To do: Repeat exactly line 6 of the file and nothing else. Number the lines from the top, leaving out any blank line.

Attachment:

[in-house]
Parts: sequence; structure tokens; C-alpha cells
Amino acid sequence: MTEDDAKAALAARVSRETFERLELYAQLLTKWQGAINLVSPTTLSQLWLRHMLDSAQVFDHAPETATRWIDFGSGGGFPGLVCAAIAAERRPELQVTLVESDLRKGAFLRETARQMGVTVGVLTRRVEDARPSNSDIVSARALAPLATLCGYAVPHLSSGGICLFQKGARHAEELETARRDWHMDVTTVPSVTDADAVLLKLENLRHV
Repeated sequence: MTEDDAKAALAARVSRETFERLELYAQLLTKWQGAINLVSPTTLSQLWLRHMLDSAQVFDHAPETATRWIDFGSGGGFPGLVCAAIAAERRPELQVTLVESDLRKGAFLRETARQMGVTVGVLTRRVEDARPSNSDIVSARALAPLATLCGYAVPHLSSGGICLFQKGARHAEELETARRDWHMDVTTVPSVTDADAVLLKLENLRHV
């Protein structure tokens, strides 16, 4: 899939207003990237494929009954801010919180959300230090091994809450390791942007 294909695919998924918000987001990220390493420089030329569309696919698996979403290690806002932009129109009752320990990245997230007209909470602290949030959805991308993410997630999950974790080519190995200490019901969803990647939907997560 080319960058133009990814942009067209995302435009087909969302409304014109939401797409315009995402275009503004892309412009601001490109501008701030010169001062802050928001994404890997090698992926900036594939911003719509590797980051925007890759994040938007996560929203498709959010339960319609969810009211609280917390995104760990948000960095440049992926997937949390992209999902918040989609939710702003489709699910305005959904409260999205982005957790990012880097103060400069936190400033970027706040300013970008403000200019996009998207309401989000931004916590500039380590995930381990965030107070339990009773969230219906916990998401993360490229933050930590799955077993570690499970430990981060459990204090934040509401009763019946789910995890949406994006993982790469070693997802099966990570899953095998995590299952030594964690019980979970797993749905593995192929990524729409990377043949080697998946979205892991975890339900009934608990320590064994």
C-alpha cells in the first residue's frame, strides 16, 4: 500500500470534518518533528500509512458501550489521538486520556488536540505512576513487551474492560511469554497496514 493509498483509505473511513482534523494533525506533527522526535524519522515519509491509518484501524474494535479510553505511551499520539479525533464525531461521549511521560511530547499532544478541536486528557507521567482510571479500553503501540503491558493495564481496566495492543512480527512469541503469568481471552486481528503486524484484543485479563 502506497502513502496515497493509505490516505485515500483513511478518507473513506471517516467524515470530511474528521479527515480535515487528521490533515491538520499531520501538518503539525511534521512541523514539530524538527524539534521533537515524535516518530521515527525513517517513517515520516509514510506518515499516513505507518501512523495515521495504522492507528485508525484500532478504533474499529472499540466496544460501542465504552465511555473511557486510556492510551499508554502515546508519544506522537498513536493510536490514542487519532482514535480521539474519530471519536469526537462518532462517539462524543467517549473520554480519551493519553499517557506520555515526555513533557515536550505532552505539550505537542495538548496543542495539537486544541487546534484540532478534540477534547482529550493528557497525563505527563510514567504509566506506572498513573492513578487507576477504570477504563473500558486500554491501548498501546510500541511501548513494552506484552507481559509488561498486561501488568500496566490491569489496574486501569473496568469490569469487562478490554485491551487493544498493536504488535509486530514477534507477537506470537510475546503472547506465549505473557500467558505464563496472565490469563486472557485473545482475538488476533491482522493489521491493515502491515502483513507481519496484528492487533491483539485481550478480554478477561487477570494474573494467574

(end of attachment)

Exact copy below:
C-alpha cells in the first residue's frame, strides 16, 4: 500500500470534518518533528500509512458501550489521538486520556488536540505512576513487551474492560511469554497496514 493509498483509505473511513482534523494533525506533527522526535524519522515519509491509518484501524474494535479510553505511551499520539479525533464525531461521549511521560511530547499532544478541536486528557507521567482510571479500553503501540503491558493495564481496566495492543512480527512469541503469568481471552486481528503486524484484543485479563 502506497502513502496515497493509505490516505485515500483513511478518507473513506471517516467524515470530511474528521479527515480535515487528521490533515491538520499531520501538518503539525511534521512541523514539530524538527524539534521533537515524535516518530521515527525513517517513517515520516509514510506518515499516513505507518501512523495515521495504522492507528485508525484500532478504533474499529472499540466496544460501542465504552465511555473511557486510556492510551499508554502515546508519544506522537498513536493510536490514542487519532482514535480521539474519530471519536469526537462518532462517539462524543467517549473520554480519551493519553499517557506520555515526555513533557515536550505532552505539550505537542495538548496543542495539537486544541487546534484540532478534540477534547482529550493528557497525563505527563510514567504509566506506572498513573492513578487507576477504570477504563473500558486500554491501548498501546510500541511501548513494552506484552507481559509488561498486561501488568500496566490491569489496574486501569473496568469490569469487562478490554485491551487493544498493536504488535509486530514477534507477537506470537510475546503472547506465549505473557500467558505464563496472565490469563486472557485473545482475538488476533491482522493489521491493515502491515502483513507481519496484528492487533491483539485481550478480554478477561487477570494474573494467574